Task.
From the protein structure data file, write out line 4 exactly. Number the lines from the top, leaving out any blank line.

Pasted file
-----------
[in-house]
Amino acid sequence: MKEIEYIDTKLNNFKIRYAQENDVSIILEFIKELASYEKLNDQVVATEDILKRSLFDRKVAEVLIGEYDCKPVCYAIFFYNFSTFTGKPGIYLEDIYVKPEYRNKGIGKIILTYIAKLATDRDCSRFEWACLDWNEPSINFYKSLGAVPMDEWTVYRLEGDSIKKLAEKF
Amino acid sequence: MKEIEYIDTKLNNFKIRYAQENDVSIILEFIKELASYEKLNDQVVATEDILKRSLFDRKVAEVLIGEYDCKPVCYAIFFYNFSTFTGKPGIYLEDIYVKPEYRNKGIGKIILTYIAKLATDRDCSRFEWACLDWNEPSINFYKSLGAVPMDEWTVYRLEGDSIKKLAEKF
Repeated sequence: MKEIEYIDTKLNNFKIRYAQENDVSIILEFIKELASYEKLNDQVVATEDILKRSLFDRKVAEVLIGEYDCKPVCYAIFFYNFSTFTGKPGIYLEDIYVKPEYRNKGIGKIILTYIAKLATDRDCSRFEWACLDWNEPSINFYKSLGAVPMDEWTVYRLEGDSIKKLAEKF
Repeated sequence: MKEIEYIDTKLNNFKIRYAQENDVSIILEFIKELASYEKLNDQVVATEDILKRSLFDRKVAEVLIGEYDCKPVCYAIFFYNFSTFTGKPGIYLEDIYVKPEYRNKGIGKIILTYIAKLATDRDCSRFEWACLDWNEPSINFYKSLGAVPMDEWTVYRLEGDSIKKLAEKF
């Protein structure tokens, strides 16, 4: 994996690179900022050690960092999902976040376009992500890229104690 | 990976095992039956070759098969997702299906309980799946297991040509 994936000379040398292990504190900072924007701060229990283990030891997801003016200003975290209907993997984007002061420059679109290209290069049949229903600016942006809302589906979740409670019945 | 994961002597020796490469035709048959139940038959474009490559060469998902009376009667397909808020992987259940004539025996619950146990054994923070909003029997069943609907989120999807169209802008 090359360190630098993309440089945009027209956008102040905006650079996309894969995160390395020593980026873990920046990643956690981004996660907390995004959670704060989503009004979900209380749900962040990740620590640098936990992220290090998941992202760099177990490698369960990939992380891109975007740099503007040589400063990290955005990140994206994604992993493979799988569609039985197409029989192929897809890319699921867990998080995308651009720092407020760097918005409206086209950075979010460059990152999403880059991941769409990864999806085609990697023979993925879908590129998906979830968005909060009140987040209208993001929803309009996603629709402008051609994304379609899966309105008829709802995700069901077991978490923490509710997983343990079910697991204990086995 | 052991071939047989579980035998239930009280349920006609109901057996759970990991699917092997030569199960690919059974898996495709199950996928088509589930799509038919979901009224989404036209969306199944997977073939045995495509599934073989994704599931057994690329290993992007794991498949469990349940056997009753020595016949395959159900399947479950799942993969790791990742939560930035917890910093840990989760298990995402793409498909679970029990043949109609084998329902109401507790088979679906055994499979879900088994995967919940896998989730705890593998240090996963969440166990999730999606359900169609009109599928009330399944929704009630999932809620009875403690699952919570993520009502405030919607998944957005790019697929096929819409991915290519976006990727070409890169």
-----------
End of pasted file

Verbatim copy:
Repeated sequence: MKEIEYIDTKLNNFKIRYAQENDVSIILEFIKELASYEKLNDQVVATEDILKRSLFDRKVAEVLIGEYDCKPVCYAIFFYNFSTFTGKPGIYLEDIYVKPEYRNKGIGKIILTYIAKLATDRDCSRFEWACLDWNEPSINFYKSLGAVPMDEWTVYRLEGDSIKKLAEKF